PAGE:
About the Blog

I will post a new entry every few weeks. Some will be new writing and some will be past work that has relevance today. The writing will deal in some way with the themes that have been part of my teaching and writing life for decades:

•teaching and learning;
•educational opportunity;
•the importance of public education in a democracy;
•definitions of intelligence and the many manifestations of intelligence in school, work, and everyday life; and
•the creation of a robust and humane philosophy of education.

If I had to sum up the philosophical thread that runs through my work, it would be this: A deep belief in the ability of the common person, a commitment to educational, occupational, and cultural opportunity to develop that ability, and an affirmation of public institutions and the public sphere as vehicles for nurturing and expressing that ability.

My hope is that this blog will foster an online community that brings people together to continue the discussion.

Subscribe

Google Groups
Email Me Blog Updates
Email:
Visit this group
Showing posts with label working-class vote. Show all posts
Showing posts with label working-class vote. Show all posts

Monday, September 15, 2008

Work, Intelligence, and the Blue-Collar Vote, Part Two

In my entry for 08/08/08 "Work, Intelligence, and the Blue-Collar Vote" I said that I was trying to fashion these ideas into an opinion piece. Well, I finally did, and I offer it below. It appeared in the Christian Science Monitor on 09/11/08 (as "Blue-Collar America is Smarter Than You May Think").

LOS ANGELES - "They treat us like mules," the guy installing my washer tells me, his eyes narrowing as he wipes his hands. I had just complimented him and his partner on the speed and assurance of their work. He explains that it's rare that customers speak to him this way.

I know what he's talking about. My mother was a waitress all her life, in coffee shops and fast-paced chain restaurants. It was hard work, but she liked it, liked "being among the public," as she would say. But that work had its sting, too – the customer who would treat her like a servant or, her biggest complaint, like she was not that bright.

There's a lesson here for this political season: the subtle and not-so-subtle insults that blue-collar and service workers endure as part of their working lives. And those insults often have to do with intelligence.

We like to think of the United States as a classless society. The belief in economic mobility is central to the American Dream, and we pride ourselves on our spirit of egalitarianism. But we also have a troubling streak of aristocratic bias in our national temperament, and one way it manifests itself is in the assumptions we make about people who work with their hands.

Working people sense this bias and react to it when they vote. The common political wisdom is that hot-button social issues have driven blue-collar voters rightward. But there are other cultural dynamics at play as well. And Democrats can be as oblivious to these dynamics as Republicans – though the Grand Old Party did appeal to them in St. Paul.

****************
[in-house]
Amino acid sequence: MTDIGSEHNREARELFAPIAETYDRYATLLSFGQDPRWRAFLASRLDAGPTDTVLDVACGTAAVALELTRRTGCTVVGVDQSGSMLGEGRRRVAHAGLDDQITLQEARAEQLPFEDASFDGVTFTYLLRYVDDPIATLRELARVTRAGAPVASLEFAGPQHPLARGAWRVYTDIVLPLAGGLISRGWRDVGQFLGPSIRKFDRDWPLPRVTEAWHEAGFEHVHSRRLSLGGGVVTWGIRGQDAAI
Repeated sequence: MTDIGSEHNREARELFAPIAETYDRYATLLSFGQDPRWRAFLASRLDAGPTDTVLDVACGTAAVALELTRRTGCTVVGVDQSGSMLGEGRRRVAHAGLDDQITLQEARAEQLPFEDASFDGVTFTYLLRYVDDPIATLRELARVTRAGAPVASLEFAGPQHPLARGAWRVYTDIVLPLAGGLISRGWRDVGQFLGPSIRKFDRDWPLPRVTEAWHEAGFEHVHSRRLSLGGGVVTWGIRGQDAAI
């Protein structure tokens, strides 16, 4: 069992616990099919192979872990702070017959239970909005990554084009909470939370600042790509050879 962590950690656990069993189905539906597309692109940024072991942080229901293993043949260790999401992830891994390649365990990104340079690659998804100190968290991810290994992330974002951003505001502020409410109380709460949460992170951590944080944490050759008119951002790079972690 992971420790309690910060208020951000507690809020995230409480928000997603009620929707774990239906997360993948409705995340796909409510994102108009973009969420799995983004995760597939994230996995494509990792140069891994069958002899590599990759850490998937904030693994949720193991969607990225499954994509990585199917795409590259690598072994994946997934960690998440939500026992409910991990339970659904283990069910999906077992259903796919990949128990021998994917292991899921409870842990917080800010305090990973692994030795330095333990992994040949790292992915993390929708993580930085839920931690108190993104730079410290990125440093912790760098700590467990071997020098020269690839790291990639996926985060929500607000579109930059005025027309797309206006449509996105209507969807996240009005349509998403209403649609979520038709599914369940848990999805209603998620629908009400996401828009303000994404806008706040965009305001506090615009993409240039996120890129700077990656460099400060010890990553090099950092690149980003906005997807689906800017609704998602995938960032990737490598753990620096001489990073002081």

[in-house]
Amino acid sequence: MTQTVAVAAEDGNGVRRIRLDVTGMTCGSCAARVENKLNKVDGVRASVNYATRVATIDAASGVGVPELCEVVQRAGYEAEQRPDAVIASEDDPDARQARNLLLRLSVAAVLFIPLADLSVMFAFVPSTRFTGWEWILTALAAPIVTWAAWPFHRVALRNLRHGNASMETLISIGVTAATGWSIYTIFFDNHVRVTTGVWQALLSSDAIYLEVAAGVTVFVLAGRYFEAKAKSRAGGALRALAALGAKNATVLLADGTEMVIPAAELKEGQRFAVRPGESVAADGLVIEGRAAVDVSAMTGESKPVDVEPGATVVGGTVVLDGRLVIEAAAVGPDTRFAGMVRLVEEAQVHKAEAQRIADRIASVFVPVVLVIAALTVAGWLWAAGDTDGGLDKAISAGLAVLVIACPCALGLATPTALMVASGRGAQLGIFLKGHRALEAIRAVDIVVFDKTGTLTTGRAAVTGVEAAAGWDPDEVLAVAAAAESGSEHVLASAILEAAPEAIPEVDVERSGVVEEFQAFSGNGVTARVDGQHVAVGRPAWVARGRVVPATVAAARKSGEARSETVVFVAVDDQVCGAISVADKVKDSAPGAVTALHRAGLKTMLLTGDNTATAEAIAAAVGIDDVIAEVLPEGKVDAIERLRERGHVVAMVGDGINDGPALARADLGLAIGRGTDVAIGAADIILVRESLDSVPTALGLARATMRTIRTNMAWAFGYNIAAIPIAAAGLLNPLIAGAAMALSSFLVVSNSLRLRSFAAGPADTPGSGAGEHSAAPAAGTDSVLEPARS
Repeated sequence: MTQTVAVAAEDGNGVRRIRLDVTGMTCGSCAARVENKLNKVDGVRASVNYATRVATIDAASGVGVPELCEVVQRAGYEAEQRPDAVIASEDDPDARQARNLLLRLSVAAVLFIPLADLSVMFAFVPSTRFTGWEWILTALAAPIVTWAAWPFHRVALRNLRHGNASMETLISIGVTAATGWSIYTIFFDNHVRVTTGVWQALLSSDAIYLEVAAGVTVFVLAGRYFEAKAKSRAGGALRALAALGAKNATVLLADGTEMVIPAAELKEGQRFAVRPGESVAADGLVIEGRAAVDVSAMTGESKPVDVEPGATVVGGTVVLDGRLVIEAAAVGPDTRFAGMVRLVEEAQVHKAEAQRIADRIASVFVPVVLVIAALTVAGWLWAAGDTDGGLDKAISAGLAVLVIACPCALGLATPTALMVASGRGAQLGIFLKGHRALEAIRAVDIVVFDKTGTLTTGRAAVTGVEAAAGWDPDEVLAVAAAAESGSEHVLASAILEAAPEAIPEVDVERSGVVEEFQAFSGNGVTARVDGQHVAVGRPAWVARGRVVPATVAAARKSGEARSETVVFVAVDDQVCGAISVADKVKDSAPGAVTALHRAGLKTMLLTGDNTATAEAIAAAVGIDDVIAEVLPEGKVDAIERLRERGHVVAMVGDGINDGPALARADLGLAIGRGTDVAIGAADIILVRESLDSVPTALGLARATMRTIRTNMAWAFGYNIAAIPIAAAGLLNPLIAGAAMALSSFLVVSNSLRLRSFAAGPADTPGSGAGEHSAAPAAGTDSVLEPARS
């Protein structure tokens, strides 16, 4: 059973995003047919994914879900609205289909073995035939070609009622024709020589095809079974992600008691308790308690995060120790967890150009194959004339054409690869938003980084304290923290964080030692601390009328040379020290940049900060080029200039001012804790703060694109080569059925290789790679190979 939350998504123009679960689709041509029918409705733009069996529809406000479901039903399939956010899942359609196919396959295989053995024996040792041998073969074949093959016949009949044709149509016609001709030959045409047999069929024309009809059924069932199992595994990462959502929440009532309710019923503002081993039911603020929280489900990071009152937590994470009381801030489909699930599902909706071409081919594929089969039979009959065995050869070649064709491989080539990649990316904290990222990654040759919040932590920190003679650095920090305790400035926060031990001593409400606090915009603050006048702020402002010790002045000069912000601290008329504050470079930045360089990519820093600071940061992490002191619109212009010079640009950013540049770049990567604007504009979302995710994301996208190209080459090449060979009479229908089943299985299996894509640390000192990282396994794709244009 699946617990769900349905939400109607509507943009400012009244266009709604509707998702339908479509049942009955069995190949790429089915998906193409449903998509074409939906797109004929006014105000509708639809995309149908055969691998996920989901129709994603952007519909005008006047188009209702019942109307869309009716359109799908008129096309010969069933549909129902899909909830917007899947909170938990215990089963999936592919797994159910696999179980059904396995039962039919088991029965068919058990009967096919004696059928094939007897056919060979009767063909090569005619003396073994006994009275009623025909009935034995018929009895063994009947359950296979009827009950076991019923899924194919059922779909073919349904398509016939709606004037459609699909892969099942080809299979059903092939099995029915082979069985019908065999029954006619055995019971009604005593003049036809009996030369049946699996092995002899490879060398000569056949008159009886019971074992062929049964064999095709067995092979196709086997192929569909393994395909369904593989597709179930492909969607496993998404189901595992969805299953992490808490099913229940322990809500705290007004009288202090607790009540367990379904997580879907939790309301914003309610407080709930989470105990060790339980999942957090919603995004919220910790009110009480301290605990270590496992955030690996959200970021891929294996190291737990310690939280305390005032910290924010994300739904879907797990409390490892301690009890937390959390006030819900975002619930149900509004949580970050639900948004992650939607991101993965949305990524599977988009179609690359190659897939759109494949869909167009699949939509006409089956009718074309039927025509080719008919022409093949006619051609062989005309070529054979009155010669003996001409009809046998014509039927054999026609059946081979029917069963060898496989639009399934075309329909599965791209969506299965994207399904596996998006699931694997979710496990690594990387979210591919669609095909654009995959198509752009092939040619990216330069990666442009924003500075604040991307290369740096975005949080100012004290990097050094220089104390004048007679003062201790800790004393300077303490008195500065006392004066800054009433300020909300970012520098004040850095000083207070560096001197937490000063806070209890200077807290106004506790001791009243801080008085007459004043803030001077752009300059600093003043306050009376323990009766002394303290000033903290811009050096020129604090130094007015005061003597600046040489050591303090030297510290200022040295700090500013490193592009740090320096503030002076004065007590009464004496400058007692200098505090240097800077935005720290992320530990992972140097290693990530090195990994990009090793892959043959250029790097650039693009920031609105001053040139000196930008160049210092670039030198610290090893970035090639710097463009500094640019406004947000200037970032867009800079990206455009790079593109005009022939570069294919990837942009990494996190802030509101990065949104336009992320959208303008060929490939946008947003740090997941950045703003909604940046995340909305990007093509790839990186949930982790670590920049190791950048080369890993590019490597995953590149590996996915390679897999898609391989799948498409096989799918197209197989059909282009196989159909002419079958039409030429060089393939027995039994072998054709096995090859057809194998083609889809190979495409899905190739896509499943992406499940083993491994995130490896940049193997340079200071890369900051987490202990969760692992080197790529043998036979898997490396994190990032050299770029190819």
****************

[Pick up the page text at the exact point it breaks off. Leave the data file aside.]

Let's go back to those two men installing my washer and dryer. They do a lot of heavy lifting quickly – mine was the first of 15 deliveries – and efficiently, to avoid injury. Between them there is ongoing communication, verbal and nonverbal, to coordinate the lift, negotiate the tight fit, move in rhythm with each other. And all the while, they are weighing options, making decisions and solving problems – as when my new dryer didn't match up with the gas outlet.

Think about what a good waitress has to do in the busy restaurant: remember orders and monitor them, attend to a dynamic, quickly changing environment, prioritize tasks and manage the flow of work, make decisions on the fly.

There's the carpenter using a number of mathematical concepts – symmetry, proportion, congruence, the properties of angles – and visualizing these concepts while building a cabinet, a flight of stairs, or a pitched roof.

The hairstylist's practice is a mix of technique, knowledge about the biology of hair, aesthetic judgment, and communication skill. The mechanic, electrician, and plumber are troubleshooters and problem solvers. Even the routinized factory floor calls for working smarts.

When has any of this made its way into our political speeches? From either party. Even on Labor Day.

Last week, the GOP masterfully invoked some old cultural suspicions: country folk versus city and east-coast versus heartland education. But these are symbolic populist gestures, not the stuff of true engagement.

Judgments about intelligence carry great weight in our society, and we have a tendency to make sweeping assessments of people's intelligence based on the kind of work they do.

Political tributes to labor over the next two months will render the muscled arm, sleeve rolled tight against biceps. But few will also celebrate the thought bright behind the eye, or offer an image that links hand and brain.

It would be fitting in a country with an egalitarian vision of itself to have a truer, richer sense of all that is involved in the wide range of work that surrounds and sustains us.

Those politicians who can communicate that sense will tap a deep reserve of neglected feeling. And those who can honor and use work in explaining and personalizing their policies will find a welcome reception.

Friday, August 8, 2008

Work, Intelligence, and the Blue-Collar Vote

As we head into August, I would like to orient some of the entries on this blog toward the election. So we’ll consider education, work, and social policy with an eye on November 2.